New degrees focus on large-population drug research
Before any new drug is approved for the market, it’s tested through clinical trials.
But how do medications actually perform when they’re used by thousands of people with varying backgrounds and health profiles?
Analyzing health data to reveal drugs’ real-world results – such as side effects, drug interactions and different responses based on users’ age or genetics – is a growing scientific field.
Scientists with an interest in pharmacoepidemiology – the study of the use, safety and effectiveness of drugs in large groups of people – have new opportunities at UM. This fall, the College of Pharmacy has launched a new concentration in pharmacoepidemiology, allowing students to earn master’s and PhD degrees in this specialty for the first time.
The degrees are open not only to pharmacists, but to scientists who have completed their undergraduate work in other fields.
“Before medications reach the public, they’re tested in small, controlled, generally short-term trials, which adequately determine safety and efficacy,” says pharmacy professor Dr. Silvia Alessi-Severini.
“But only well-conducted pharmacoepidemiological studies – a type of observational study – can assess the effects of medications in larger populations. Regulatory agencies and pharmaceutical manufacturers are increasingly interested in using real-world research to confirm and follow the use and effectiveness of medications.”
Alessi-Severini says other Canadian universities that offer graduate degrees in pharmacoepidemiology can’t keep up with the demand for trained professionals in the field. Her own population-level research has explored topics such as dose escalation in patients who take certain sedating medications.
Dr. Joseph (Chris) Delaney, an associate professor who joined UM in 2019, is one of five other faculty members at the College of Pharmacy with expertise in pharmacoepidemiology.
“Understanding the long-term side effects of medications and detecting rare-but-serious side effects will always require observational research,” says Delaney.
“The tools used by pharmacoepidemiologists have improved drug safety. Now, in the era of COVID-19, the same techniques we’re teaching will be used to look at issues like vaccine safety and effectiveness in large populations.”
Delaney has extensive experience in computer-based analysis of health data. By running complex statistical comparisons within large datasets, he can reveal, for example, that a drug taken for one disease increases the risk of another disease. In one study, he showed that proton pump inhibitors (drugs to reduce stomach acid) increase the risk of C. difficile infection.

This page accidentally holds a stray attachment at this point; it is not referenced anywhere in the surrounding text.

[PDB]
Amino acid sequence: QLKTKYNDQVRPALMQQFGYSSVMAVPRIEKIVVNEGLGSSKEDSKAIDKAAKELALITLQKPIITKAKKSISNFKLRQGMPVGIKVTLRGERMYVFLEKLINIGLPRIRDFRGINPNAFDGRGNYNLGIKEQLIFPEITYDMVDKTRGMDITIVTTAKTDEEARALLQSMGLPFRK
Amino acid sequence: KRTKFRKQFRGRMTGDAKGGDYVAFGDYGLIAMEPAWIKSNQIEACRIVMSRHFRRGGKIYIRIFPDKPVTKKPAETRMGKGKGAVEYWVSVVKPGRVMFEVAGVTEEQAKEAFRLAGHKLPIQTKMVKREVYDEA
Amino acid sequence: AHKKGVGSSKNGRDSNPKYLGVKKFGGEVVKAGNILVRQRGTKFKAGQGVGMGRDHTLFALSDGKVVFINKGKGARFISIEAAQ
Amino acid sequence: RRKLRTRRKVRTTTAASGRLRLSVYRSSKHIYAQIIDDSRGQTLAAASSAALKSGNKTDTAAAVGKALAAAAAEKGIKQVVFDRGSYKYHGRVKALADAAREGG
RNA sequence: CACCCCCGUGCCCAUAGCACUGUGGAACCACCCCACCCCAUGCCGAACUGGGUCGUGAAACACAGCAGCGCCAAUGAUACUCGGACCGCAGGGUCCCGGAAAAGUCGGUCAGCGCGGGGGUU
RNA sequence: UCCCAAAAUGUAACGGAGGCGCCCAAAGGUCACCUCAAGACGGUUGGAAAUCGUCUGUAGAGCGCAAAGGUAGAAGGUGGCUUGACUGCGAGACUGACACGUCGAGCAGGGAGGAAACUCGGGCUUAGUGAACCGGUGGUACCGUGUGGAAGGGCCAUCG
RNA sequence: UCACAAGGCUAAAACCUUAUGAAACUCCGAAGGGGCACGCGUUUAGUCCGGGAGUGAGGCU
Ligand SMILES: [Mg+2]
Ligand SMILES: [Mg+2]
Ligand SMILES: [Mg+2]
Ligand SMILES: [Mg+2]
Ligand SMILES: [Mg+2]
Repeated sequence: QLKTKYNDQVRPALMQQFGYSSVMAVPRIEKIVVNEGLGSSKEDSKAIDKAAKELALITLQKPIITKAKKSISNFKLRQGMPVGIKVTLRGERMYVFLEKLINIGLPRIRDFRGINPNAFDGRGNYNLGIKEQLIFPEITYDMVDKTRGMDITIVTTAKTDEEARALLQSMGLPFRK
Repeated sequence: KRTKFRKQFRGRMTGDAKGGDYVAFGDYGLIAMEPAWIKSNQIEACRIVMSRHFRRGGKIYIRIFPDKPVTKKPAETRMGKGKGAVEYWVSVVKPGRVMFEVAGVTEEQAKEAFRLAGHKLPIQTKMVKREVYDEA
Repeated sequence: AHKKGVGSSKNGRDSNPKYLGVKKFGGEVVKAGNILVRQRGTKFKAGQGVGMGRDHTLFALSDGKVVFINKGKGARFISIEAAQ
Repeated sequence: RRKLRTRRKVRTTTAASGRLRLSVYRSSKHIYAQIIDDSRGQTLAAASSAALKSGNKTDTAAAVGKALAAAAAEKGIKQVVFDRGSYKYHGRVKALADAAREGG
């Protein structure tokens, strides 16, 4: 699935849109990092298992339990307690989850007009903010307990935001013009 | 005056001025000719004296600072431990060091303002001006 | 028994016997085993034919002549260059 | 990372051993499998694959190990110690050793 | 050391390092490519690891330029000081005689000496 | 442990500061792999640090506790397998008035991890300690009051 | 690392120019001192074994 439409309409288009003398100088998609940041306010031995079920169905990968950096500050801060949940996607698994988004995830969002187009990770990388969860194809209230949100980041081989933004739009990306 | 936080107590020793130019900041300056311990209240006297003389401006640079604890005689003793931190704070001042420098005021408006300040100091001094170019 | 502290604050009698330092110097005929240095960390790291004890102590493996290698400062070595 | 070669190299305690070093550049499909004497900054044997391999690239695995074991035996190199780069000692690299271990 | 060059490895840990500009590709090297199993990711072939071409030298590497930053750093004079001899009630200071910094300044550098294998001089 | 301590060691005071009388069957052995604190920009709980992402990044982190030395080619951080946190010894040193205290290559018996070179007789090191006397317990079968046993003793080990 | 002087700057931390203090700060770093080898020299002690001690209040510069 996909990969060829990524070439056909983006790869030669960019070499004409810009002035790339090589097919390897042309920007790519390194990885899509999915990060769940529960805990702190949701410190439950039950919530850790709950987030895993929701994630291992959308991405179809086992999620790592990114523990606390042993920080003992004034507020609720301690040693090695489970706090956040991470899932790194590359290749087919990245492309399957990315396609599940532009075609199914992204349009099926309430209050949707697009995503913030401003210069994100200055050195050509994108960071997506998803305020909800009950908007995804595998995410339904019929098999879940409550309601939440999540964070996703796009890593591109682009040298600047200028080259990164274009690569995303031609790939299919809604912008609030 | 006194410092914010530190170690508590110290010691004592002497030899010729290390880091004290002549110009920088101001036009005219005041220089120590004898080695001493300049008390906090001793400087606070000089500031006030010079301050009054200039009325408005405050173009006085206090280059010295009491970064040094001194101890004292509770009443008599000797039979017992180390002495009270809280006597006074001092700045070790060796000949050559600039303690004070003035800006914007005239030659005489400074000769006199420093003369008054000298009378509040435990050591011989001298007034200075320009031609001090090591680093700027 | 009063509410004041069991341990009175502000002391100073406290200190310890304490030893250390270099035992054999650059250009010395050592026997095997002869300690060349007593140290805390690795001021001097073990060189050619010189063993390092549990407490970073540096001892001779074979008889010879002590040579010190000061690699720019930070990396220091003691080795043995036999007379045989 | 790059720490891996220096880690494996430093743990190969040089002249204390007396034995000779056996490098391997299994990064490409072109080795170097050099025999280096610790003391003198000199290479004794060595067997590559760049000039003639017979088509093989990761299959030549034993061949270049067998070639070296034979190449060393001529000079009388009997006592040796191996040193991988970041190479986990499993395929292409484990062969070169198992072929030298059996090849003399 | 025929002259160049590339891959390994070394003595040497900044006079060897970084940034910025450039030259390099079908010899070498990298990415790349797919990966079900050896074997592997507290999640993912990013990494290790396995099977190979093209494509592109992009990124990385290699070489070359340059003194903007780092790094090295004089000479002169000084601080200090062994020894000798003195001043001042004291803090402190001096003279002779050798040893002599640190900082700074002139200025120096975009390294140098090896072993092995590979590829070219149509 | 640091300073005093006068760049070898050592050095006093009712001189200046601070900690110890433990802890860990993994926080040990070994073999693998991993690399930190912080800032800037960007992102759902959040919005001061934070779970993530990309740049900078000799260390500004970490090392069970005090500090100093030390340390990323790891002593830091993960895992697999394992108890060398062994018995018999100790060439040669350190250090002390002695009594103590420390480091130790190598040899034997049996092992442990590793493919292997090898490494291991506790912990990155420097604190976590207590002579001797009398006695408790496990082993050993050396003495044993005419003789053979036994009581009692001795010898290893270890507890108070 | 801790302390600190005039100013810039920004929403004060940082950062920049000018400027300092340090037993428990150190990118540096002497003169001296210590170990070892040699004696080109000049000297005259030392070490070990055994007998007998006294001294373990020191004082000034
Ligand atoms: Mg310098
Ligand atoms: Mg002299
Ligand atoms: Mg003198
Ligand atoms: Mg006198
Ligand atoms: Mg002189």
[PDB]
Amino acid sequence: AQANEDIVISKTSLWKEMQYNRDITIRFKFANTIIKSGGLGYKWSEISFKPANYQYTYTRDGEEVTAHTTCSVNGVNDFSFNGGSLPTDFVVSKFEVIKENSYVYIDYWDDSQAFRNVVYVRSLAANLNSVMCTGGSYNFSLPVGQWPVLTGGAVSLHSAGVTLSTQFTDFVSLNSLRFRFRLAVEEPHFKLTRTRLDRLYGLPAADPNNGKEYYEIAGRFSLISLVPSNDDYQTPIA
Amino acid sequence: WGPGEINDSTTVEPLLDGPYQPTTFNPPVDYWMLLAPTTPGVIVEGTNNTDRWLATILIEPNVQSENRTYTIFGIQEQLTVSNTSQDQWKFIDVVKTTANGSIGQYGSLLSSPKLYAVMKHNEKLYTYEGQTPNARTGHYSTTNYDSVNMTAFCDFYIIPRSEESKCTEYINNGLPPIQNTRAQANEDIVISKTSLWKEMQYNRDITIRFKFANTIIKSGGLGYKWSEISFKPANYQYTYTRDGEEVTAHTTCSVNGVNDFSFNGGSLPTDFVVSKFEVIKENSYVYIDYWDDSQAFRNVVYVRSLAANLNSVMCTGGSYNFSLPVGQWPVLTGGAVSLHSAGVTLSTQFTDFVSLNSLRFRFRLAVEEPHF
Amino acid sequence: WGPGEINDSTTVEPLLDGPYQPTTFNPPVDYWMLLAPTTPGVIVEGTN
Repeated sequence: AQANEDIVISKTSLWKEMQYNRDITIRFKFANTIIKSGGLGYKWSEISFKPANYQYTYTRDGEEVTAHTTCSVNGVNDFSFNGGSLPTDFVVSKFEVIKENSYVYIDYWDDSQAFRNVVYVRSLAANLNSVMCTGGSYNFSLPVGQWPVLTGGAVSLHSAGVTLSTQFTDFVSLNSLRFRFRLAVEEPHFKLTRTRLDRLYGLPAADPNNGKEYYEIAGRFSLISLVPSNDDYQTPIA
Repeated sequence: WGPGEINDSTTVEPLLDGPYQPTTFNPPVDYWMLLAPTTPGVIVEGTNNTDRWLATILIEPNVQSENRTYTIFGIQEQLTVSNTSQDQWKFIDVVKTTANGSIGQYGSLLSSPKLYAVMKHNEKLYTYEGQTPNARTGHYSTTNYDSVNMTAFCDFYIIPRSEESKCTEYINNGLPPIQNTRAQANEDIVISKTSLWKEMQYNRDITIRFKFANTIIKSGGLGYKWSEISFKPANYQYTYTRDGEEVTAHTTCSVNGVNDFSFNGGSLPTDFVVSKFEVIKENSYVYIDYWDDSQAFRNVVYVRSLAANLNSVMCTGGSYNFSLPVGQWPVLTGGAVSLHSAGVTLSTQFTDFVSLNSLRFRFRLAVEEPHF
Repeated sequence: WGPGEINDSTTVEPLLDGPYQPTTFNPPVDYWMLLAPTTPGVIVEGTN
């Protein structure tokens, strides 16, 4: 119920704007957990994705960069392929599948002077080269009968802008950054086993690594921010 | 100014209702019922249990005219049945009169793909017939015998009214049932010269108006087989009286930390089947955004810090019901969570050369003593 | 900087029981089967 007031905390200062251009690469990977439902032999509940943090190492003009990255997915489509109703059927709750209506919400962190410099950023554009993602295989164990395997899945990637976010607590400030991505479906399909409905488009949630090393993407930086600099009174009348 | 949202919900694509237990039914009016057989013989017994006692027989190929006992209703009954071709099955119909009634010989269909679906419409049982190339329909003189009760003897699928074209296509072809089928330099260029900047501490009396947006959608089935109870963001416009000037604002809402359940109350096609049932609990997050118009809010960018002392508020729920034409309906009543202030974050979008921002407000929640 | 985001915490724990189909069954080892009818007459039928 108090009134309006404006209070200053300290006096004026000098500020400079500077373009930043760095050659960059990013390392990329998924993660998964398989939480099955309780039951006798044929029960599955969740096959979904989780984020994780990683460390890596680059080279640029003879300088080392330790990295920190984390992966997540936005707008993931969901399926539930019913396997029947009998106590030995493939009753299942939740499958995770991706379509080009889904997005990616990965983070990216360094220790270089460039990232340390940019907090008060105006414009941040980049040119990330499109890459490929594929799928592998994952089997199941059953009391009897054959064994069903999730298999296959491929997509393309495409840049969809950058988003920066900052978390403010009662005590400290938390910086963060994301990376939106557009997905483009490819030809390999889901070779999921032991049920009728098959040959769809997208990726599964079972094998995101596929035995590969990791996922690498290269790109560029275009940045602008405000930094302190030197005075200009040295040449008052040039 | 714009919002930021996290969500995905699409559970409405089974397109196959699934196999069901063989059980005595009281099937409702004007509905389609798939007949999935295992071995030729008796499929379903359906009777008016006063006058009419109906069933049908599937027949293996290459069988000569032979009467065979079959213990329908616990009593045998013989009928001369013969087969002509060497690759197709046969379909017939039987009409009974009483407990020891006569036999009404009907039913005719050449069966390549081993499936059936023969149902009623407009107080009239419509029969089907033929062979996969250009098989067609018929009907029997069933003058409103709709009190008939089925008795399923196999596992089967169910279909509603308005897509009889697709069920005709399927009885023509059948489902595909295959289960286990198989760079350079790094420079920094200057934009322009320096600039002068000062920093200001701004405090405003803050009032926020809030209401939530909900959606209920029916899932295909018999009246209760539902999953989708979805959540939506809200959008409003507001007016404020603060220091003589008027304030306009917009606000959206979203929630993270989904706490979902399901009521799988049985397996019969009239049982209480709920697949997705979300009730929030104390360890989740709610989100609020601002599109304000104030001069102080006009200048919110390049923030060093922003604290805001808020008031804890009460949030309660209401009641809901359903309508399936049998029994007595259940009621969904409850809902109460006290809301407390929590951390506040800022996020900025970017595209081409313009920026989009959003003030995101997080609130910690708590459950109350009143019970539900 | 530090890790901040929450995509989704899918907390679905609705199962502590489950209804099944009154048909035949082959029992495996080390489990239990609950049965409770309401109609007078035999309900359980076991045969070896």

The two faculty members say Manitoba is one of the best places in Canada to pursue pharmacoepidemiology because of the world-class data repository housed at the Manitoba Centre for Health Policy (MCHP) in the Rady Faculty of Health Sciences.
“It gives us access to extremely rich, high-quality health data that covers a long time period,” says Delaney. “And because we have the ability to link Manitoba datasets together, we can study connections between the health-care system and the education, social service and justice systems. This is a key advantage of our program.”
Sai Krishna Gudi, a PhD student in the new pharmacoepidemiology program of study, is using the MCHP data repository to investigate the effectiveness of new antiviral drugs for hepatitis C.
“Specializing in pharmacoepidemiology is giving me a strong methodological foundation for conceiving, designing and conducting population-level research,” Gudi says. “It’s allowing me to explore innovative ideas and potential collaborations focused on unique research questions.”
The professors say they look forward to further collaboration with MCHP, the department of community health sciences in the Max Rady College of Medicine, and national and international research partners.
“The Rady Faculty of Health Sciences is already known for expertise in epidemiology, biostatistics, health services and pharmacy services,” Alessi-Severini says. “Now that we’ve introduced these new graduate degrees, the Rady Faculty is positioned to become a leading site for training experts in pharmacoepidemiology.”